VietNamNet Bridge – The information that VietinBank, one of the biggest commercial banks in Vietnam which has been equitized, is planning to issue international bonds and has surprised financial analysts, because it is not the ideal time to do that now.
On March 19, VietinBank began a series of roadshows in foreign countries to prepare for the bond issuance in the international market. The events have caught the special attention from both the Vietnamese and international communities.
The Financial Times has commented that the success of VietinBank in the issuance could show how the international community thinks about the Vietnamese national economy.
The bank plans to issue 500 million dollars worth of international bonds with the consultancy of two big banks Barclays and HSBC. The roadshows to introduce about the issuance would take place in Singapore, Hong Kong, London, Boston, New York, Los Angeles and San Francisco.
The article “Vietnam: Anyone for state-owned debt?” published on the Financial Times commented that the bond issuance takes place in a sensitive moment, when Vietnamese banks, after many years of pursuing the hot credit growth and making mistakes in financial management, have been put in a worrying situation. Therefore, the government of Vietnam has recently announced a plan to restructure the banking system.
Especially, VietinBank decided to issue bonds after other Vietnamese state owned enterprises did not obtain the expected success when issuing bonds in the international market. The Vietnam Coal and Mineral Industries Group (Vinacoal) and the Electricity of Vietnam (EVN) have been facing difficulties when raising funds in the world market after the Vietnam Shipping Industry Group (Vinashin), also known as a big conglomerate, bogged down in debts in late 2010.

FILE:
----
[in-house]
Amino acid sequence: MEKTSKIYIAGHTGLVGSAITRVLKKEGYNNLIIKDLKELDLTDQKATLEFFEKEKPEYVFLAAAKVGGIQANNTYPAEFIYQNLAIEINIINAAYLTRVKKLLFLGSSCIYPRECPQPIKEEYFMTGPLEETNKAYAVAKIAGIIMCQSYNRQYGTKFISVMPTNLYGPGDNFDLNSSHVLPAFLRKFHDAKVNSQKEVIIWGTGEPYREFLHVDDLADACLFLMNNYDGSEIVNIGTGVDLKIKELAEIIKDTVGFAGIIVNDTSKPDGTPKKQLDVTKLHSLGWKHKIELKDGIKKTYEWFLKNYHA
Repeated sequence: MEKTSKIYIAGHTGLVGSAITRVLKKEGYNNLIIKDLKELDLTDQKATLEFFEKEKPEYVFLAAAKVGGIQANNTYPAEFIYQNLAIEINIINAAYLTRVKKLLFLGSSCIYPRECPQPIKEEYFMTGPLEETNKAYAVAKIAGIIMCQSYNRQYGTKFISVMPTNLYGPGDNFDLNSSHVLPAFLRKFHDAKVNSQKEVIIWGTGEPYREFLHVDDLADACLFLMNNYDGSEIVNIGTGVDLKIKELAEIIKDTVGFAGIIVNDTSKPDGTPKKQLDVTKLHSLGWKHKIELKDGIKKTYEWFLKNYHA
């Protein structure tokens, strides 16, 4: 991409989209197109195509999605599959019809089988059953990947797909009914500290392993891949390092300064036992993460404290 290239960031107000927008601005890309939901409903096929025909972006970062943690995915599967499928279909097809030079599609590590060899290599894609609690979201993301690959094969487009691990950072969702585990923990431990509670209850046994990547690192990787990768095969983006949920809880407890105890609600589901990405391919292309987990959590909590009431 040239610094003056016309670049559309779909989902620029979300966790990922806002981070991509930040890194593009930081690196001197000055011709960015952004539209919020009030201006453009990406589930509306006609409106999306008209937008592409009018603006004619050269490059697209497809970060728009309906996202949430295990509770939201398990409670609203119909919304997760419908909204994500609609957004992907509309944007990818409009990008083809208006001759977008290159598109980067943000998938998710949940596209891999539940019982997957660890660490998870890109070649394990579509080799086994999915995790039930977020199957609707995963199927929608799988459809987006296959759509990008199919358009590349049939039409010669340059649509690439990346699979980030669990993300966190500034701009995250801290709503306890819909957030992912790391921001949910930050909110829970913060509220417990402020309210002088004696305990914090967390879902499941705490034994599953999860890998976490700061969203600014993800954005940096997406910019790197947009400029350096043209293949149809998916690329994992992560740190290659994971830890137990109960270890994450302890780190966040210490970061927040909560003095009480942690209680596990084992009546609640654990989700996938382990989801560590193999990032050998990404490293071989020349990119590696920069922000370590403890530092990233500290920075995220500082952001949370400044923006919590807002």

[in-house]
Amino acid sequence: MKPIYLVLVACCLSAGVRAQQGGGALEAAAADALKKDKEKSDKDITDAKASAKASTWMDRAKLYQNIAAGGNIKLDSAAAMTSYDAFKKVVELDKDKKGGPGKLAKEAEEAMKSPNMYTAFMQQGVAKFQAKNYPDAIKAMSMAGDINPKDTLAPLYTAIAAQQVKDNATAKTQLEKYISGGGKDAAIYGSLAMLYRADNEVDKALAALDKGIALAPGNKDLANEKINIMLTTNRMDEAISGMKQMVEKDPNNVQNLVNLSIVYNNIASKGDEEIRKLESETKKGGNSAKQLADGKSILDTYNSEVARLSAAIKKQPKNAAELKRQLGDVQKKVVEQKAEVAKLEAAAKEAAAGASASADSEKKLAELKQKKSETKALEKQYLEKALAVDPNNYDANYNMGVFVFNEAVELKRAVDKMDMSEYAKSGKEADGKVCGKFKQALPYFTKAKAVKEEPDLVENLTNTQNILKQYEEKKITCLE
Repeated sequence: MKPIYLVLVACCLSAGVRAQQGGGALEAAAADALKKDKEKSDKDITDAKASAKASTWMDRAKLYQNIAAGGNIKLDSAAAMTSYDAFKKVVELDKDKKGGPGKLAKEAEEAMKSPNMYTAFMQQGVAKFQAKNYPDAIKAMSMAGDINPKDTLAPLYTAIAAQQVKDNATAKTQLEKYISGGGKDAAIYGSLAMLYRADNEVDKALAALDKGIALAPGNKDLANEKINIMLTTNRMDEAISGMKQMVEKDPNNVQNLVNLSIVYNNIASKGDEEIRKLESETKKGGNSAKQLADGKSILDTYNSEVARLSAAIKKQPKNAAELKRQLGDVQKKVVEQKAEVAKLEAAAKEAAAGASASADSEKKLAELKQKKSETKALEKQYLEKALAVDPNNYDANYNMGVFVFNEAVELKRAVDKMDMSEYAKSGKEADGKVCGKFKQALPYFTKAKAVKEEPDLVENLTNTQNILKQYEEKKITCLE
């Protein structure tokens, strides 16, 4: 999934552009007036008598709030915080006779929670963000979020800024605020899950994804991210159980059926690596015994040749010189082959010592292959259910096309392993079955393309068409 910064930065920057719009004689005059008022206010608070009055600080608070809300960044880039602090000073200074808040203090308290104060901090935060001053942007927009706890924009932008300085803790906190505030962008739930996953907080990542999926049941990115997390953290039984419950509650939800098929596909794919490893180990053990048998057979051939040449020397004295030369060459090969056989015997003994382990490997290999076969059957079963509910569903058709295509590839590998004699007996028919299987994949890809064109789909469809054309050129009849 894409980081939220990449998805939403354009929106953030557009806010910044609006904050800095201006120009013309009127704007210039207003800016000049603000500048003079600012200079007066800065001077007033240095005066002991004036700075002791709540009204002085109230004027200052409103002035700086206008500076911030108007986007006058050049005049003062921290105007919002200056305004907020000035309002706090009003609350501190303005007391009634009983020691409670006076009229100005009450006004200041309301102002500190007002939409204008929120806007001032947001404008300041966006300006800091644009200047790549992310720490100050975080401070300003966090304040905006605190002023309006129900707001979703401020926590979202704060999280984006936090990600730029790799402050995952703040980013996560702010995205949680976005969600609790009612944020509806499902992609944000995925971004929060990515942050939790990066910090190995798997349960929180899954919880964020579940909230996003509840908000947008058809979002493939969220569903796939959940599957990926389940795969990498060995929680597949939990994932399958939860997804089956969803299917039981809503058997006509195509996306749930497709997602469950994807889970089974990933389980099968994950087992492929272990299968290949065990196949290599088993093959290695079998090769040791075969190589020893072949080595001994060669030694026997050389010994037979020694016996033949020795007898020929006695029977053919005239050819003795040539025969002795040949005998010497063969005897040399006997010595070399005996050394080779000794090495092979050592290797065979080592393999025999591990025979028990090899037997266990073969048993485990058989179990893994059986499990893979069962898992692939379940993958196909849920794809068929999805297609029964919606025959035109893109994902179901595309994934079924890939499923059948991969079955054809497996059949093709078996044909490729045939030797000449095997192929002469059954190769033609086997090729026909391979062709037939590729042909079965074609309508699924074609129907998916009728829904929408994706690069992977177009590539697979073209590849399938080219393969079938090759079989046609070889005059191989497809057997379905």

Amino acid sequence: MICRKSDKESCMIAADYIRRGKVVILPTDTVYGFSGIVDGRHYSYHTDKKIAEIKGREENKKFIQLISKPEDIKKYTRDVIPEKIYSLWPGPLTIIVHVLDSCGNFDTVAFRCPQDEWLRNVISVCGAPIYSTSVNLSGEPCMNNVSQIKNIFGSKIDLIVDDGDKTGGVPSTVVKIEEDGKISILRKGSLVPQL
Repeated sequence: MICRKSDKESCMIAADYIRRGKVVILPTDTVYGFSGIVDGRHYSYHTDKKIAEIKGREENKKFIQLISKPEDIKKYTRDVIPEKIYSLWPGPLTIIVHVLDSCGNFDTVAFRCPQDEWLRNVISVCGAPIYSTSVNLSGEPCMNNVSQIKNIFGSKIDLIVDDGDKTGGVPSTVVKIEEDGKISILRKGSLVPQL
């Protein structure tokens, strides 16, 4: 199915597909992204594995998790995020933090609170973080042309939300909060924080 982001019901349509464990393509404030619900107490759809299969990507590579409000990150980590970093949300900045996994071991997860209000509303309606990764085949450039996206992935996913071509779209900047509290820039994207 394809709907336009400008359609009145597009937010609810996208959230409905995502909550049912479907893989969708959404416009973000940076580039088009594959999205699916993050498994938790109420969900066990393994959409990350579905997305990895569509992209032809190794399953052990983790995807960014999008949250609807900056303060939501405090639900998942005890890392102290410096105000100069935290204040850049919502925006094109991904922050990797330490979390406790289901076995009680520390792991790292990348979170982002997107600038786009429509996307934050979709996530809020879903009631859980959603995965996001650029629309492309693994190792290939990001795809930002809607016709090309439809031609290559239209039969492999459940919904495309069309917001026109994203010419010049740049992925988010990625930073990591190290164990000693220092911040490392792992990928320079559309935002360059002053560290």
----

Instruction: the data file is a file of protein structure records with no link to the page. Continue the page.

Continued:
The article on the Financial Times also wrote that the Vietnamese economy is still facing big challenges, even though it has witnessed some recovery signs.
Many Vietnamese people have also expressed their surprise to the decision by VietinBank to issue shares at this moment, when the debt crisis in Europe has yet come to an end, which means that it would be very difficult to persuade investors to spend money on Vietnamese bonds.
However, it’s still unclear if VietinBank can be luckier than EVN and Vinacoal in seeking capital in the international market. Standard&Poor’s và Moody’s both seem to believe that VietinBank would succeed more than the two said economic groups.
Moody’s late last week gave B1 to VietinBank’s long term credit, while S&P gave B+ to the bonds to be issued by the bank. Though both the credit ratings firms mentioned the concern about the asset quality of the bank, they believe that the bank has a big advantage thanks to the big operation scale and the support from the government.
In related news, the plan of VietinBank to sell shares to the foreign strategic partner Nova Scotia from Canada in the first quarter of 2012 has failed completely.
Dau tu quoted its sources as saying that the two banks agreed on all the terms of the share transfer. However, right before the money remittance schedule, Nova Scotia unexpectedly set up a new condition which has made the affair unrealistic.
Nova Scotia demanded to enjoy all the 2011’s dividends and the capital surplus. Prior to that, VietinBank and Nova Scotia agreed to the share price at 22,000 dong per share. Meanwhile, if the newly set up condition is satisfied, the actual price of VietinBank shares would be 19,000 dong per share only.
VietinBank’s President Pham Huy Hung said the requirement is unreasonable, because Nova Scotia planned to remit money in the first quarter of 2012, while it wanted the dividends for 2011.